Though there has also been talk of a â€˜revolutionâ€™ in Pakistan, palpable differences exist between Egypt and Pakistan, and the facile comparisons being made by some Western commentators bear little resemblance to reality. For example, in mid-February, Declan Walsh of The Guardian suggested that conditions are now ripe for a mass revolt in Pakistan. He preposterously compared Hosni Mubarak to Aijaz Haroon, the managing director of Pakistan International Airlines (PIA), who has been asked to resign in light of recent strikes by PIA workers. (Indeed, Walshâ€™s dissatisfaction with the status quo seems to stem from him being stranded in Quetta due to flight delays.) He went on to say that the mood in Pakistan might resemble that in Iran in 1979, when the Iranian people rid themselves of the US-backed Shah â€“ and opened the door to theocratic Islamic rule.
We need to examine the situation in Pakistan far more critically. With Asif Ali Zardariâ€™s government, there is no real â€˜dictatorâ€™ to overthrow. Four years ago, protests against then-President Pervez Musharraf pitted rival groups against each other, triggering counter-productive antagonism throughout society. Further, Musharraf â€“ in this analogy, Pakistanâ€™s Mubarak â€“ has already departed the political scene and the country. Mubarak, of course, had been in power for three decades. President Zardari is no Hosni Mubarak. As several commentators have pointed out, President Zardariâ€™s weakness is as emblematic of his leadership as the Egyptian dictatorâ€™s strength was of his. Meanwhile, the comparisons being made by the Nepali commentators seem to be equally out of whack â€“ it is not as if the people of Nepal are hoping for an outburst, as they had theirs with the Peopleâ€™s Movement of 2006.
Even without an actual dictator against which to arrange protests, there is widespread agreement that the military is in charge in Pakistan. A true revolution would then see the army, in some way, being put out of commission â€“ or going over to the side of the protestors, as ultimately swayed the result in Egypt. But how can a revolt against the army take place when it is not even officially in charge? The economy continues to be a problem, with rocketing inflation, a crashing currency and capital flight very much on the cards. But can this, as some seem to believe, really lead to widespread unrest in the streets? Russia might have had bread riots against the tsarist government in 1917, but we can hardly use such examples to theorise that economic disparity will result in an overthrow of the ruling class.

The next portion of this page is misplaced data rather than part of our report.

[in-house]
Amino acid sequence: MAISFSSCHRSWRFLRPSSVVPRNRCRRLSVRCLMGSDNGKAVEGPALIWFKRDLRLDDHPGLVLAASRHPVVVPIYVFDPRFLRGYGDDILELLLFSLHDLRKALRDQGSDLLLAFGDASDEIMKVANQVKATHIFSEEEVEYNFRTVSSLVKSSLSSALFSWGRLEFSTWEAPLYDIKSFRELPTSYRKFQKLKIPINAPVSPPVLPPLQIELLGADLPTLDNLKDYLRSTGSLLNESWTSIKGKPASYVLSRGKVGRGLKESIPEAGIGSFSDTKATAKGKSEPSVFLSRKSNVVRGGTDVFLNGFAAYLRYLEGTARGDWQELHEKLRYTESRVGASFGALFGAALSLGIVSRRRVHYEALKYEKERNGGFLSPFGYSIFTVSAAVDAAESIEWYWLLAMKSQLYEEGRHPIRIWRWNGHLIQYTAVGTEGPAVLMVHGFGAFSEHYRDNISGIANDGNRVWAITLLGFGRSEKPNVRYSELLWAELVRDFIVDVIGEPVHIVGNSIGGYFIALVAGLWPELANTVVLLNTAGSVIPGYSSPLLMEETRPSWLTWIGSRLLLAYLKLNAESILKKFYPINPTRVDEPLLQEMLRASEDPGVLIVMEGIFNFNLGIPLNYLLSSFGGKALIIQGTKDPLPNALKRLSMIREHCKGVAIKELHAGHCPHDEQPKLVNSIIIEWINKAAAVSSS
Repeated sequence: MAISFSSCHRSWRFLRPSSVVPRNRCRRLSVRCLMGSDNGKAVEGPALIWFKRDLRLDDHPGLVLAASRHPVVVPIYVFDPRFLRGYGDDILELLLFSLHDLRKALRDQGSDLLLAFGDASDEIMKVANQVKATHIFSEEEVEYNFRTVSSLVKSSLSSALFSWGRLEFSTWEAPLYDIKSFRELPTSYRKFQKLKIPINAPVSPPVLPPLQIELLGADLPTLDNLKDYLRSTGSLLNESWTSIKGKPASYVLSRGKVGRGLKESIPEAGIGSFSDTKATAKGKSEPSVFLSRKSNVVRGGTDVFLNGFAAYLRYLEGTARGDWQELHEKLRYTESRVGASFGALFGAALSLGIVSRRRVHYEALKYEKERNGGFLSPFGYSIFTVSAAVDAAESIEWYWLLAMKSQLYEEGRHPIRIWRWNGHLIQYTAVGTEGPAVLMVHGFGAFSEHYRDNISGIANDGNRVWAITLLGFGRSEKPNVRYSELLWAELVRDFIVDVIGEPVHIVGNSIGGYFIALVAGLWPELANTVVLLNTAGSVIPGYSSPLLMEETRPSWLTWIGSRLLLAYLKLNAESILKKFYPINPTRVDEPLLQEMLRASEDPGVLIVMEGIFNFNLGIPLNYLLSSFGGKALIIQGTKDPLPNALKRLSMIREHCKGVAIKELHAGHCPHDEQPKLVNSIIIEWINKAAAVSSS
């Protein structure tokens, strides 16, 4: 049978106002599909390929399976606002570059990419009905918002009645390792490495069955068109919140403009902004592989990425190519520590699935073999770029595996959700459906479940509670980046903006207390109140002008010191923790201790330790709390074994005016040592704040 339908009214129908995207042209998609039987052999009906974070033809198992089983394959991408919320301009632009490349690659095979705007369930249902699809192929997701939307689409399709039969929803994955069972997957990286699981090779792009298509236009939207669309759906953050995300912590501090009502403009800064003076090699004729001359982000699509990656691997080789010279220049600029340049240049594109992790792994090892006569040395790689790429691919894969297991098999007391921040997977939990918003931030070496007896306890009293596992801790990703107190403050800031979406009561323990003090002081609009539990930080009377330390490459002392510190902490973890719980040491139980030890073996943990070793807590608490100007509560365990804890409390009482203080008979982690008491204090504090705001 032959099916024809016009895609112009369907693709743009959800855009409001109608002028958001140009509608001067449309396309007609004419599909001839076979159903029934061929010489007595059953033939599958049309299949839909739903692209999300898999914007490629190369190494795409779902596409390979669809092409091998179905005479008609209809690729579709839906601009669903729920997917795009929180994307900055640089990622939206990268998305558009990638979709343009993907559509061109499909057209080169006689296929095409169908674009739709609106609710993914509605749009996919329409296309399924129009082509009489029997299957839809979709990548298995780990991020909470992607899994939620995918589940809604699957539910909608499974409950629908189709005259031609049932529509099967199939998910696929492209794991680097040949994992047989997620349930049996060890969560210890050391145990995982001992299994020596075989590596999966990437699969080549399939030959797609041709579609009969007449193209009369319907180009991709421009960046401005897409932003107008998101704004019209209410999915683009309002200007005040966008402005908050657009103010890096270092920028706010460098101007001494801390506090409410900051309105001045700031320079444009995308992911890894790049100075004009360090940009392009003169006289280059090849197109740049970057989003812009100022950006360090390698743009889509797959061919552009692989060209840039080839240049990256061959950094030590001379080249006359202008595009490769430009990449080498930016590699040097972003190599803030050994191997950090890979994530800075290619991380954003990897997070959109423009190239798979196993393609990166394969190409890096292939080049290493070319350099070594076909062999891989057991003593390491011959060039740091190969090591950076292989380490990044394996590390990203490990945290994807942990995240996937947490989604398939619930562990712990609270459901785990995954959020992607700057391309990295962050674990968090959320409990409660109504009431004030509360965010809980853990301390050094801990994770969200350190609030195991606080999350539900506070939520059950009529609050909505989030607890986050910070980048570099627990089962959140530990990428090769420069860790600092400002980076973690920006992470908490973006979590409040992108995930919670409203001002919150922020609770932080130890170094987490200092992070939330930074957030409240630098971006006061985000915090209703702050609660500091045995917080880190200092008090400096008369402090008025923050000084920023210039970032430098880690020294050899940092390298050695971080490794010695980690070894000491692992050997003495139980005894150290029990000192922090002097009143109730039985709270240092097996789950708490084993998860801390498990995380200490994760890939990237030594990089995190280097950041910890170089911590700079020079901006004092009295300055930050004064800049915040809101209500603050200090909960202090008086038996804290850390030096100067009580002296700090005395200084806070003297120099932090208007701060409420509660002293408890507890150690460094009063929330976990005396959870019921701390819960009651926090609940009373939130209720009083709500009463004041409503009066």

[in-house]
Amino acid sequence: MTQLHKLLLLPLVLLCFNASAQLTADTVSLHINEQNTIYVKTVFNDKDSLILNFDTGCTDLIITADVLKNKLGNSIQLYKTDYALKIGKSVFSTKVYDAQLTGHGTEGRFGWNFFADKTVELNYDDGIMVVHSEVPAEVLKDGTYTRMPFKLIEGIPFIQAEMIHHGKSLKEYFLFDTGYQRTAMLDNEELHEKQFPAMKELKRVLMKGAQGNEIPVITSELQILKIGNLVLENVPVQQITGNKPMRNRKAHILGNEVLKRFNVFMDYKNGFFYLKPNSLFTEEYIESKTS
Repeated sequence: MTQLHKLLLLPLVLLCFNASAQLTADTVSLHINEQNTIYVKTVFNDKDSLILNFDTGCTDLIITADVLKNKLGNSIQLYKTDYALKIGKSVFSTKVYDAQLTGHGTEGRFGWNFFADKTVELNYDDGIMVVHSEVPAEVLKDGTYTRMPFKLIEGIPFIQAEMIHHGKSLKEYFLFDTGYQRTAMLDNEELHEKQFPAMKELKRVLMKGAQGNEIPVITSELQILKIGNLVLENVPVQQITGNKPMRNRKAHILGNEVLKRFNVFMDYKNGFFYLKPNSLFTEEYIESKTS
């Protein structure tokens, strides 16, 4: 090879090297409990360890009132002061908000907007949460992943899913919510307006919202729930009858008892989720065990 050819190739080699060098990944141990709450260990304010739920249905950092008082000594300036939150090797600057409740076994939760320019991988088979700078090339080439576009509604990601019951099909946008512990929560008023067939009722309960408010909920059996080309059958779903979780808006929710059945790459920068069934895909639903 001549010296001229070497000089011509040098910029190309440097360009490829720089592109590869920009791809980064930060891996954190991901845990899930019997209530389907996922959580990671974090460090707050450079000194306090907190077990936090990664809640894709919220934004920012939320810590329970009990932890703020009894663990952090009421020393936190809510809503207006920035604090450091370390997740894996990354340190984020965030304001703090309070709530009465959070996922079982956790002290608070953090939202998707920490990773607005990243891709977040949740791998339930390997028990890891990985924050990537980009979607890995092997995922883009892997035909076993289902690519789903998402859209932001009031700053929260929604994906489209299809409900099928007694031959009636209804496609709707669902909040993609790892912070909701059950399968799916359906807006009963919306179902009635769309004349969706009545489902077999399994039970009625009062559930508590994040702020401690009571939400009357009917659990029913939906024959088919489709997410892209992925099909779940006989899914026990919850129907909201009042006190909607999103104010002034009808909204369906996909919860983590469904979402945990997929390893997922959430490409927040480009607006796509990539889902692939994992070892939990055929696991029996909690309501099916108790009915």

What does link the revolution in Egypt with the potential for one in Pakistan is the huge proportion of the young, most of whom are discontented with the current state of affairs in the country. A British Council report published in 2009 (which defines the â€˜youthâ€™ as those between 18 and 29), suggested that only one in ten Pakistani youths have confidence in the current government set-up. Half of this population reported facing unemployment, with four-fifths asserting that the country is not headed in the right direction. Indisputably, it was the power of the youth in Egypt that formed the driving force of Tahrir Square. If the disillusionment of this segment is taken as a benchmark, then a revolution in Pakistan could indeed appear closer than otherwise expected.
Still, the ambiguity over what can constitute the basis for a broad-based movement of the Pakistani people is symptomatic of Pakistanâ€™s varied troubles today. While there are mass protests under religious banners to halt changes in the blasphemy law, city liberals quote Gandhi, King and Thoreau â€“ all heathens in the eyes of the street mullah â€“ and hope that if there is a revolution to come, it would be a peopleâ€™s revolution, not an Islamist one. Clearly, there is no basis for a national mass movement yet, and there is too much that divides the country and too little that brings its many peoples together. The best that Pakistan can do in the current context â€“ and the message its people can take from the recent experiences in West Asia â€“ is to know that change is possible, and that this change has the potential to be one that is peaceful, where one can stand up to the religious right wingers without being anti-Islam.